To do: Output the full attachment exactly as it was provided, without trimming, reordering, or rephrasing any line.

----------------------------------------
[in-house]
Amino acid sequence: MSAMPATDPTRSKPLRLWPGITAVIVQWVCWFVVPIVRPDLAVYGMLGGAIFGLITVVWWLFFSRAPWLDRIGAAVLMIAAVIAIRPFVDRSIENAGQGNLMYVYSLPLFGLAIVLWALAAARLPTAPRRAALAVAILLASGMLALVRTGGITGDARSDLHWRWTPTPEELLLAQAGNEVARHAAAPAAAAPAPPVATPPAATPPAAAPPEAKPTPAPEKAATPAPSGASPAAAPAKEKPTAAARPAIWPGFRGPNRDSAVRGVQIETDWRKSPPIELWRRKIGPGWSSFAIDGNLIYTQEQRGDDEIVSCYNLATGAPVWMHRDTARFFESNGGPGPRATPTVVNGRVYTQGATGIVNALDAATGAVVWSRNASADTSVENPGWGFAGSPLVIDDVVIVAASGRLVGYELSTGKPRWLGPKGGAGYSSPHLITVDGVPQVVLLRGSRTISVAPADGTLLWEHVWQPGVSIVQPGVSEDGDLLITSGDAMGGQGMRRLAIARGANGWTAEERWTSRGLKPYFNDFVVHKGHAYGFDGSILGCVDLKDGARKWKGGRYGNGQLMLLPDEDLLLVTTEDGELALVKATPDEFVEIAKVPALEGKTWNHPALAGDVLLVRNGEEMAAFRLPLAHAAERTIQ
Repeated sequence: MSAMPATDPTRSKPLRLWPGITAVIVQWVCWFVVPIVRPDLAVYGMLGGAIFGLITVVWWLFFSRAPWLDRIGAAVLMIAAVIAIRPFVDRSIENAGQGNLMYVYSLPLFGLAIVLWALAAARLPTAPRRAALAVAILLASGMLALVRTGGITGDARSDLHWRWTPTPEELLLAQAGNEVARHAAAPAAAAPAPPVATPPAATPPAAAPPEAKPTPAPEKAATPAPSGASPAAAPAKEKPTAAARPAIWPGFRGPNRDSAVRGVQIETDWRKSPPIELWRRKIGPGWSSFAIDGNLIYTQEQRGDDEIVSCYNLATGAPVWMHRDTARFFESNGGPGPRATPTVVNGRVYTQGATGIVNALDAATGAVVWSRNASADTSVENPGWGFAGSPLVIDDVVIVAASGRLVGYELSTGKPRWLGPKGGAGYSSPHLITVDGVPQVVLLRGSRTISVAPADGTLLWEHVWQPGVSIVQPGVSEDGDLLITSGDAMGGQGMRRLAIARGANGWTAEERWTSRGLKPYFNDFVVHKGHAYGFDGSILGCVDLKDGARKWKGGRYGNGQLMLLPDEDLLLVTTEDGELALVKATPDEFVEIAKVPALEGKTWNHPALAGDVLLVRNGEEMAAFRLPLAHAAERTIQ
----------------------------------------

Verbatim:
[in-house]
Amino acid sequence: MSAMPATDPTRSKPLRLWPGITAVIVQWVCWFVVPIVRPDLAVYGMLGGAIFGLITVVWWLFFSRAPWLDRIGAAVLMIAAVIAIRPFVDRSIENAGQGNLMYVYSLPLFGLAIVLWALAAARLPTAPRRAALAVAILLASGMLALVRTGGITGDARSDLHWRWTPTPEELLLAQAGNEVARHAAAPAAAAPAPPVATPPAATPPAAAPPEAKPTPAPEKAATPAPSGASPAAAPAKEKPTAAARPAIWPGFRGPNRDSAVRGVQIETDWRKSPPIELWRRKIGPGWSSFAIDGNLIYTQEQRGDDEIVSCYNLATGAPVWMHRDTARFFESNGGPGPRATPTVVNGRVYTQGATGIVNALDAATGAVVWSRNASADTSVENPGWGFAGSPLVIDDVVIVAASGRLVGYELSTGKPRWLGPKGGAGYSSPHLITVDGVPQVVLLRGSRTISVAPADGTLLWEHVWQPGVSIVQPGVSEDGDLLITSGDAMGGQGMRRLAIARGANGWTAEERWTSRGLKPYFNDFVVHKGHAYGFDGSILGCVDLKDGARKWKGGRYGNGQLMLLPDEDLLLVTTEDGELALVKATPDEFVEIAKVPALEGKTWNHPALAGDVLLVRNGEEMAAFRLPLAHAAERTIQ
Repeated sequence: MSAMPATDPTRSKPLRLWPGITAVIVQWVCWFVVPIVRPDLAVYGMLGGAIFGLITVVWWLFFSRAPWLDRIGAAVLMIAAVIAIRPFVDRSIENAGQGNLMYVYSLPLFGLAIVLWALAAARLPTAPRRAALAVAILLASGMLALVRTGGITGDARSDLHWRWTPTPEELLLAQAGNEVARHAAAPAAAAPAPPVATPPAATPPAAAPPEAKPTPAPEKAATPAPSGASPAAAPAKEKPTAAARPAIWPGFRGPNRDSAVRGVQIETDWRKSPPIELWRRKIGPGWSSFAIDGNLIYTQEQRGDDEIVSCYNLATGAPVWMHRDTARFFESNGGPGPRATPTVVNGRVYTQGATGIVNALDAATGAVVWSRNASADTSVENPGWGFAGSPLVIDDVVIVAASGRLVGYELSTGKPRWLGPKGGAGYSSPHLITVDGVPQVVLLRGSRTISVAPADGTLLWEHVWQPGVSIVQPGVSEDGDLLITSGDAMGGQGMRRLAIARGANGWTAEERWTSRGLKPYFNDFVVHKGHAYGFDGSILGCVDLKDGARKWKGGRYGNGQLMLLPDEDLLLVTTEDGELALVKATPDEFVEIAKVPALEGKTWNHPALAGDVLLVRNGEEMAAFRLPLAHAAERTIQ